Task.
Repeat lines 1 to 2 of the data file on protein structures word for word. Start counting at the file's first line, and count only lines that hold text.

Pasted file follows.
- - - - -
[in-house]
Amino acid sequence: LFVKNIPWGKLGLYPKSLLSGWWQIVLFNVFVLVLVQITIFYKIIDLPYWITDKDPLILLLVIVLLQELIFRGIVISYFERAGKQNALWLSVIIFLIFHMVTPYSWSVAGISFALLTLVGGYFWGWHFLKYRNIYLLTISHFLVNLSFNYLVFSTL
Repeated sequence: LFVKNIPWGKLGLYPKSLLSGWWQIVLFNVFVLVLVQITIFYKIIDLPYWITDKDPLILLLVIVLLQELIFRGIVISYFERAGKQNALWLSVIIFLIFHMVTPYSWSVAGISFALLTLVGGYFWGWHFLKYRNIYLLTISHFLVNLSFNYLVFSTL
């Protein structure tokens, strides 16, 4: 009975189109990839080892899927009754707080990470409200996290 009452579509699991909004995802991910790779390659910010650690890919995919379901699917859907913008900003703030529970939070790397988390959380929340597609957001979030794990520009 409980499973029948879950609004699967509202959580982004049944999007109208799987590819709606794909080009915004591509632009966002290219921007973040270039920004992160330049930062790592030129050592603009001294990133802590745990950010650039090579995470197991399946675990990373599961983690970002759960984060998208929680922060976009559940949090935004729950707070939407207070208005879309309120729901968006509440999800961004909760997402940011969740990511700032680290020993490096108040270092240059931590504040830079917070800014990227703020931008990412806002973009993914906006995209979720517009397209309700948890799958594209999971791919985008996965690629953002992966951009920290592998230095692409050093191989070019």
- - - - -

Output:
[in-house]
Amino acid sequence: LFVKNIPWGKLGLYPKSLLSGWWQIVLFNVFVLVLVQITIFYKIIDLPYWITDKDPLILLLVIVLLQELIFRGIVISYFERAGKQNALWLSVIIFLIFHMVTPYSWSVAGISFALLTLVGGYFWGWHFLKYRNIYLLTISHFLVNLSFNYLVFSTL